Ron Paul points out that the terrorist watch list is riddled with mistakes. Members of Homeland Security and even several members of Congress have been placed on the list. And getting off is very difficult.

Additionally, such lists give the IRS and FBI enormous power and anyone who looks at US history ought to be well aware that both agencies along with others have abused their power in the past.

There is no evidence, Ron Paul writes, that expanded government surveillance has prevented even one government attack. The French mass surveillance system is far more intrusive than the US one, but it didn't stop the recent mass attacks. It also didn't prevent guns from getting into the hands of "terrorists" – though it did ensure their victims were unarmed.

"Americans will have neither liberty nor security," he writes, "until they abandon the fantasy that the US government can provide economic security, personal security, and global security. "

The economic impacts of the kind of authoritarian moves that Obama is planning cannot be underestimated. The more government expands surveillance powers, the more it retards the ability of the private sector to function smoothly and efficiently. Red tape and regulations create further problems.

Additionally, the kind of immigration policies now being pursued in Europe and the US are having a negative impact as well. Kudlow, Trump and others certainly have a point that a reduction or even a pause in immigration might help the US's security situation, though it can also be said that government actions of any kind will not necessarily prove effective when faced with determined terrorism.

Within this context, Ron Paul's perspective that the US should stop its overseas adventurism is probably the most sensible approach of all. If one stops making enemies, then terrorism will subside. So far, the West's military adventurism seems to be expanding rather than contracting.

After Thoughts

Countries that utilize the power of government aggressively will reduce prosperity as well as security. Unfortunately, this is a trend in the West and one reason we suggest that those seeking other places to live look in regions outside of the West. Perhaps this trend will be reversed but that certainly doesn't seem to be the case at the moment.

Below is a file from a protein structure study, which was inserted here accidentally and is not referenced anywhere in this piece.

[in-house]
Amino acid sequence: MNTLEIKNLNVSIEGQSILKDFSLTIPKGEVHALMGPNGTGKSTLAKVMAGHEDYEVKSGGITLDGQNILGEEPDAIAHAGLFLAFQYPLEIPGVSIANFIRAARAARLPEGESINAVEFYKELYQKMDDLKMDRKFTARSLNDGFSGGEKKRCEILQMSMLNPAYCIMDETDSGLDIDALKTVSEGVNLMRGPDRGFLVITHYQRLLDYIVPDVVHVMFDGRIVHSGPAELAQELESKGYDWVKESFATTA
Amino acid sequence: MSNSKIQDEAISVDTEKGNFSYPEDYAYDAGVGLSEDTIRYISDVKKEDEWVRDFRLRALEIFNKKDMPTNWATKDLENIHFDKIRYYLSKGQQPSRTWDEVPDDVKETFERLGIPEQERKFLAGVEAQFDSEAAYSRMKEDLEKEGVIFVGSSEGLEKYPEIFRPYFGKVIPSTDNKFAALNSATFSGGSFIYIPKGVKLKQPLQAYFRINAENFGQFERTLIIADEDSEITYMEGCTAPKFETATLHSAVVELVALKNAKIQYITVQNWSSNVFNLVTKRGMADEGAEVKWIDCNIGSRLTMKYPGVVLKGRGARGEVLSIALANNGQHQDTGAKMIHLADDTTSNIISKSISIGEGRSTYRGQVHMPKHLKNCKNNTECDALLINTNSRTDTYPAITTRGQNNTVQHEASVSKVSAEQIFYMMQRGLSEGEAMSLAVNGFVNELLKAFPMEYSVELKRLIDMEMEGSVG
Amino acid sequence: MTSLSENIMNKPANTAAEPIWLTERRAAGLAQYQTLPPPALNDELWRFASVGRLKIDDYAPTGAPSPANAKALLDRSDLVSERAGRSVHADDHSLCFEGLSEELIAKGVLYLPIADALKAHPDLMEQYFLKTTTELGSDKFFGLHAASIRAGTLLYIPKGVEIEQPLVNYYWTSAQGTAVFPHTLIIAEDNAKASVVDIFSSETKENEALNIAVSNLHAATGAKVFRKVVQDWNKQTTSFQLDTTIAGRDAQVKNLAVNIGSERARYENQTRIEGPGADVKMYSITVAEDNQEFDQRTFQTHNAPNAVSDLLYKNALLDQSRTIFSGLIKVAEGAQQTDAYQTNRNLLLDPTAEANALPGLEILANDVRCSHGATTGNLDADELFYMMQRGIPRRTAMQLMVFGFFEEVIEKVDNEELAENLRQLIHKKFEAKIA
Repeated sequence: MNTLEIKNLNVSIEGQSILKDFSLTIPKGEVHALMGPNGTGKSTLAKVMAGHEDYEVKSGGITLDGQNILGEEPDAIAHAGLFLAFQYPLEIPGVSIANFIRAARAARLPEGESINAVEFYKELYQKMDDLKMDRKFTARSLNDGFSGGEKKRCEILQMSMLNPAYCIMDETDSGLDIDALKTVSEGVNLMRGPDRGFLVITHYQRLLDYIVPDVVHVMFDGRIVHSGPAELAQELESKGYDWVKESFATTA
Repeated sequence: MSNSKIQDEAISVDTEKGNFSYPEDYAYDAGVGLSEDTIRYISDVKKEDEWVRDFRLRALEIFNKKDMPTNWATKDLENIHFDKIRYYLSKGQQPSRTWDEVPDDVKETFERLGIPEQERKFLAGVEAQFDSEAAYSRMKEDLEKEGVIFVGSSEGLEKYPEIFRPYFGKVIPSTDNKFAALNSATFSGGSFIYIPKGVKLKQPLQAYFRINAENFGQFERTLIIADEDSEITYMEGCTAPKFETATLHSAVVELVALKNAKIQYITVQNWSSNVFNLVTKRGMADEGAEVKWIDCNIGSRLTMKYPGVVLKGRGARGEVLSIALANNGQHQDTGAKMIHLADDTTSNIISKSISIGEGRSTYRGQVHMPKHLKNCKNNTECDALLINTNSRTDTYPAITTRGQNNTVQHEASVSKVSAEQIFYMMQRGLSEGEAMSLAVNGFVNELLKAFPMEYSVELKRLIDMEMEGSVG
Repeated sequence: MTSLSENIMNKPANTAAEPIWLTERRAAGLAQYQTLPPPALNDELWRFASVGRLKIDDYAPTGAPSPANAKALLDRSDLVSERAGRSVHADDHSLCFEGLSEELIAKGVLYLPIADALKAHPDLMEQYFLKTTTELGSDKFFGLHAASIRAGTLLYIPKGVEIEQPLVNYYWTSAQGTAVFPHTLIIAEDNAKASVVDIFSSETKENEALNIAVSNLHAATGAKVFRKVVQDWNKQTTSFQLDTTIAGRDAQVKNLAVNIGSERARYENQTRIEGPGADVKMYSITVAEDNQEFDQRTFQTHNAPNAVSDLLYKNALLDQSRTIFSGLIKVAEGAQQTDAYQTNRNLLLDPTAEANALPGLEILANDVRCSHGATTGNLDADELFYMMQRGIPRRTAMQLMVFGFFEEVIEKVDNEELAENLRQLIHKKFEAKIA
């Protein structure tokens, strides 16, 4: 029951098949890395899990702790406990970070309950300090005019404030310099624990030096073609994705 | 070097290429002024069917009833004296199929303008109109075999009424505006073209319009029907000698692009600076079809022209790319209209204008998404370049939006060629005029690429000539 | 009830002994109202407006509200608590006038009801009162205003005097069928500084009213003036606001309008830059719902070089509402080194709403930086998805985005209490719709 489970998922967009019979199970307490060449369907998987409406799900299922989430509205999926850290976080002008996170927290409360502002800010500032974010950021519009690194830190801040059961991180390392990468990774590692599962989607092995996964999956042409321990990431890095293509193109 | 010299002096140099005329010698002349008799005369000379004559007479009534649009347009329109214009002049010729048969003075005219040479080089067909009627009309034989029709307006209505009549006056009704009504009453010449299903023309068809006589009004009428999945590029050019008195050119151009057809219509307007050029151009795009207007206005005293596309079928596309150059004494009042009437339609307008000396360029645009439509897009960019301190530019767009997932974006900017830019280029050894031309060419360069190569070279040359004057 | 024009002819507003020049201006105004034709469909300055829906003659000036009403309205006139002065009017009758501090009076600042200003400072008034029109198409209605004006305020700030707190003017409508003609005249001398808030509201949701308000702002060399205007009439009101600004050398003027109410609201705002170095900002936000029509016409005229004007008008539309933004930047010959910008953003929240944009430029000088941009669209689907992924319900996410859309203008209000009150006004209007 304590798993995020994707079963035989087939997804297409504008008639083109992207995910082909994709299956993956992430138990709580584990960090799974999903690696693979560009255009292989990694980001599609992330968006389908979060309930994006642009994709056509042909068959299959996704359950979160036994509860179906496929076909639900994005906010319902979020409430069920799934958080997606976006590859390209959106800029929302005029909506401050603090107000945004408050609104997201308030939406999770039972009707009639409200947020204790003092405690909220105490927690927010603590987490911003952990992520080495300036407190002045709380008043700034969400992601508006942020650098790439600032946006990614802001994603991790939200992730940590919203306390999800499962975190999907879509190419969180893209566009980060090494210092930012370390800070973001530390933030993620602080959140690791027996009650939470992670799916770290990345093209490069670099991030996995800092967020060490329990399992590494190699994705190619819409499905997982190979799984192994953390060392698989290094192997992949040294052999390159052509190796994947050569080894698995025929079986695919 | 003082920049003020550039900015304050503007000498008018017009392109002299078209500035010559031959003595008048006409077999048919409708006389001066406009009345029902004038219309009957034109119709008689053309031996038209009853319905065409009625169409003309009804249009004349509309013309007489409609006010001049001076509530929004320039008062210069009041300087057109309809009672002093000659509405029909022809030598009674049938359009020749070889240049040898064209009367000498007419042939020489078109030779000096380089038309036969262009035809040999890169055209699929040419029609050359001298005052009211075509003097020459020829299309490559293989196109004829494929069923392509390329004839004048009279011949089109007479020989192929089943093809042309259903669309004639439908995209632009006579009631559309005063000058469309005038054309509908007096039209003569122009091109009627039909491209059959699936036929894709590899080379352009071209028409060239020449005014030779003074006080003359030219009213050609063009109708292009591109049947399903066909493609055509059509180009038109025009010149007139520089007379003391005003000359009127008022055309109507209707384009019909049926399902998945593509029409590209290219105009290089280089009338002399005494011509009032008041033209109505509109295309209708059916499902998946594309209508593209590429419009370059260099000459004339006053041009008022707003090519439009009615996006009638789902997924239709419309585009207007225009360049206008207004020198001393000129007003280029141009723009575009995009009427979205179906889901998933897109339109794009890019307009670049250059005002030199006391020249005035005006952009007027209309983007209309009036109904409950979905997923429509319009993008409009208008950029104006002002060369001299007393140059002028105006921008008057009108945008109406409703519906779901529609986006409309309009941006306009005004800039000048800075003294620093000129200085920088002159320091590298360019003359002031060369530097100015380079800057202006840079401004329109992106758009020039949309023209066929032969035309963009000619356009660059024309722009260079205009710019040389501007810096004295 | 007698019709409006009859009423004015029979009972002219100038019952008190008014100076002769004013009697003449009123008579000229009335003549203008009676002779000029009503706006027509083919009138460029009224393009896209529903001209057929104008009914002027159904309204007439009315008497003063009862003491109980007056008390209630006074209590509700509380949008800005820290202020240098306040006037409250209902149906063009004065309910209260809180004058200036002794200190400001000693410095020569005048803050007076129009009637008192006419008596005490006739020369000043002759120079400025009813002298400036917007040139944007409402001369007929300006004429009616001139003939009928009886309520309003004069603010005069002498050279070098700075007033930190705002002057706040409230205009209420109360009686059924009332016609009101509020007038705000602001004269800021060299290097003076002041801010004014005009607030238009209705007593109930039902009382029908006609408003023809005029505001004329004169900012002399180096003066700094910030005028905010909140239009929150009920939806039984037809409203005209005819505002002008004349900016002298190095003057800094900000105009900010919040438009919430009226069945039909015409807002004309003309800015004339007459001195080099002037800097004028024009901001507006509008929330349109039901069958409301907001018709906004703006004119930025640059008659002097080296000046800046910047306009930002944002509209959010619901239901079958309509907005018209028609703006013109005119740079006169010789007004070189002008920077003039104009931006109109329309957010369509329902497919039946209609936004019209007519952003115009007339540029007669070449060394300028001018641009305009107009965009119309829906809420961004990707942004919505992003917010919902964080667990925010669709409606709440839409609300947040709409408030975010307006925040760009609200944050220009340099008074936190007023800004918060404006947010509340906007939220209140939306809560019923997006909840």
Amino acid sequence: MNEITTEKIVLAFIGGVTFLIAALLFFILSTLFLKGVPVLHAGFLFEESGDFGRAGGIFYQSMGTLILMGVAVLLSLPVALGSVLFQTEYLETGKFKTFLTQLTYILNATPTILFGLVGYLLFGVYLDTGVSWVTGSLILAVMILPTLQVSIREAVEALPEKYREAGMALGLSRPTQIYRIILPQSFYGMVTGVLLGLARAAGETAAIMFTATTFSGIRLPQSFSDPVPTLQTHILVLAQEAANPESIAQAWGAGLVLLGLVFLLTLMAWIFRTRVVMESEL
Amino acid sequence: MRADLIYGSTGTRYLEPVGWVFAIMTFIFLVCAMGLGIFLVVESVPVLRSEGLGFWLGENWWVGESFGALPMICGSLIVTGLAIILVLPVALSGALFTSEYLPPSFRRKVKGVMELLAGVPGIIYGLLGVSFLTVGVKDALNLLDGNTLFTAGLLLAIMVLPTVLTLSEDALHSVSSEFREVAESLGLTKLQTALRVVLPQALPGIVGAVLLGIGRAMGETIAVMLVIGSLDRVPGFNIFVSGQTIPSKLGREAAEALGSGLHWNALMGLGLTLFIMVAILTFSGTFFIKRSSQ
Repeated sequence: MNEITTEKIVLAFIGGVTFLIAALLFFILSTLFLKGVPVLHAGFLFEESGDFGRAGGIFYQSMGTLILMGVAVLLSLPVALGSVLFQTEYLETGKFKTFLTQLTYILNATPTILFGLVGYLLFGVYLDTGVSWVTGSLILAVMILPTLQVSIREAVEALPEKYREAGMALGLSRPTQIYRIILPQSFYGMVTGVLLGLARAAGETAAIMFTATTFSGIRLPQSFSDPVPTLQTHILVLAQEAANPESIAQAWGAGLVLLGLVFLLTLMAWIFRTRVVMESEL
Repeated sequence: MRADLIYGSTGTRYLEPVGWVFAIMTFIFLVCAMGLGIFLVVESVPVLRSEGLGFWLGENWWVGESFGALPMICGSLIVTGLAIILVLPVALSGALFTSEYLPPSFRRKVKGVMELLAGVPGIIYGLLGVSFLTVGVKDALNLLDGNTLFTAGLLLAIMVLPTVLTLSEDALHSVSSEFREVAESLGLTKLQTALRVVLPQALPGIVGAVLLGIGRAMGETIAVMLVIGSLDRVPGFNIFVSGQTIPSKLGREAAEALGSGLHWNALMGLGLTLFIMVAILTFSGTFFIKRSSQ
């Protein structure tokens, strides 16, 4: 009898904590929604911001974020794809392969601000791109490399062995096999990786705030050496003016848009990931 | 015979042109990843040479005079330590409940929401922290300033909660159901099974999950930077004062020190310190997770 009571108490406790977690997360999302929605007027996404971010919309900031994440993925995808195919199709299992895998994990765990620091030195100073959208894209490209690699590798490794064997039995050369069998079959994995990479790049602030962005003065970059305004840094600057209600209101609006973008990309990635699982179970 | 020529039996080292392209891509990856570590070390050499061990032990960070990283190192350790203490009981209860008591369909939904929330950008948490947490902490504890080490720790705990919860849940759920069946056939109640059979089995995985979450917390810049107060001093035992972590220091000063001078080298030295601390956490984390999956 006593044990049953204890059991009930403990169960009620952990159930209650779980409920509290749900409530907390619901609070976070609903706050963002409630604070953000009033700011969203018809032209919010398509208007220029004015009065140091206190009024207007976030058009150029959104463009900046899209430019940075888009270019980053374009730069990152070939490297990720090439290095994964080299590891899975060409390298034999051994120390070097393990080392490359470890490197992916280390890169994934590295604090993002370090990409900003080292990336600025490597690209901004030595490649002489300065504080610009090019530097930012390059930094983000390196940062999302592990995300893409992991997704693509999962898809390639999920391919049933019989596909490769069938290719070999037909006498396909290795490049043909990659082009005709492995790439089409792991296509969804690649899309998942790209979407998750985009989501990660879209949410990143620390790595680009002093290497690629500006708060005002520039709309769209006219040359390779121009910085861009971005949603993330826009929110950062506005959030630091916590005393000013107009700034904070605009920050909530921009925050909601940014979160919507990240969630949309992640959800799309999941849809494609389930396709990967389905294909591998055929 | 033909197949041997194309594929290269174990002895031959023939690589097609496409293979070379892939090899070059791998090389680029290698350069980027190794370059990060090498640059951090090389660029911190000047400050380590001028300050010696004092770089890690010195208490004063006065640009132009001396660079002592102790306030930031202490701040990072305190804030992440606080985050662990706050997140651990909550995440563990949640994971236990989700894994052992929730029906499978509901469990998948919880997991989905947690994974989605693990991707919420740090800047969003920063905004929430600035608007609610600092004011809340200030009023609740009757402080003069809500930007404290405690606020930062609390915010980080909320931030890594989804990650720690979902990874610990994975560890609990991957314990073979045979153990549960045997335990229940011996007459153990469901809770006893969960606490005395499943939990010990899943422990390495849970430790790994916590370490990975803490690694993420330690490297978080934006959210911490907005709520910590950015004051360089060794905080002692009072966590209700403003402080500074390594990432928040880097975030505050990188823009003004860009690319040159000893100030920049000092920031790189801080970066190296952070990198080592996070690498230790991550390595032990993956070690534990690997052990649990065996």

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  • ZebBlanchard

    “Federal officials can have an American citizen placed on the terrorist watch list based solely on their suspicion that the individual might be involved in terrorist activity.”

    SPLC is the watchdog for DOJ on all things terrorist. They have branded veterans as potential domestic terrorists. Does this mean that veterans will all eventually end up on this list? One wonders what the scenario might be when it came time to confiscate the weapons of these thousands of “potential domestic terrorists”?

    • The list is useless. It simply provides a pretext for further government interference

      • Praetor

        Totally, useless.

    • Blank Reg

      They (Soviet Poverty Law Center) also branded everyone (like me) who gave the Ron Paul campaign money a potential domestic terrorist. Those people are insane.

    • john cummins

      and homeschoolers, and ron paulers, and prolifers, all were on their hit list

  • Howard Bernbaum

    While Ron Paul usually gives good advice, he is a Libertarian and believes in open borders despite the reality of actual conditions. The US warfare government ignited this radical Islamic movement and the reality is, there are terrorists who seek revenge. They have struck already and likely will do so again numbering many innocent victims as a result of our governments inability or unwillingness to provide homeland security.
    I agree immigration generally is good for a country in many ways. However thaat does not include folks whose speecialty is camel driving and/or killing innocent people. For the good of the country we should choose qualified ambitious folks who wwant to improve their lives and simultaneously improve their adopted country. Murder, as an ambition, is not acceptable.

    • Yes, well, we tend to like libertarians here at The Daily Bell. (BTW, he is not Libertarian; he is libertarian.)

      To the point, your position is that if the US shuts the border to “camel drivers” and leaves it open to “qualified ambitious folks” that will end blowback attacks in the US. Given the estimated million people on the US’s terrorist watch list and the utter lack of effectiveness of having that list, who will determine whether potential immigrants with to “improve their adopted country” or just murder Americans? Is there some government agency that you think will be able to effectively handle that task? (Is there a government agency that effectively handles ANY task?)

    • john cummins

      Howard, Ron Paul’s viewpoint on the borders is that of the forefathers. It is also the Biblical viewpoint. Listen and learn, 6 hours worth.

      • lulu

        Evidently the forefathers did not know everything nor were they dealing with people from a perspective so distinctly different both culturally and religiously. A biblical perspective is what we have mostly been taught to follow here in North America when it suits our Oligarchs. That does not make it Reasonable or correct and in particular in a different time and under completely different circumstances. At this moment of apparent volatility, regardless of how it has come to pass, correct action seems a ‘crap shoot’.

  • natural human

    Coudenhove-Kalergi Plan
    google it

  • All these fine ideas don’t address the scale and depth of deception that is operating the perceptions, choices and reactions of our times. For better or worse it is mind breaking – or at least the breakdown of the current personality construct. If we let fear bait us into reaction, we trade liberty for an evaporation. There’s a consciousness level beneath the surface reality. There cant be any real freedom in a surface reality that is divorced from its own consciousness – only a passing show. However, the old paradigm usurps consciousness of wholeness of being for the prevailing of power over one’s being – not unlike a parasite passing off as your own thinking, emotions and interpreter of experience.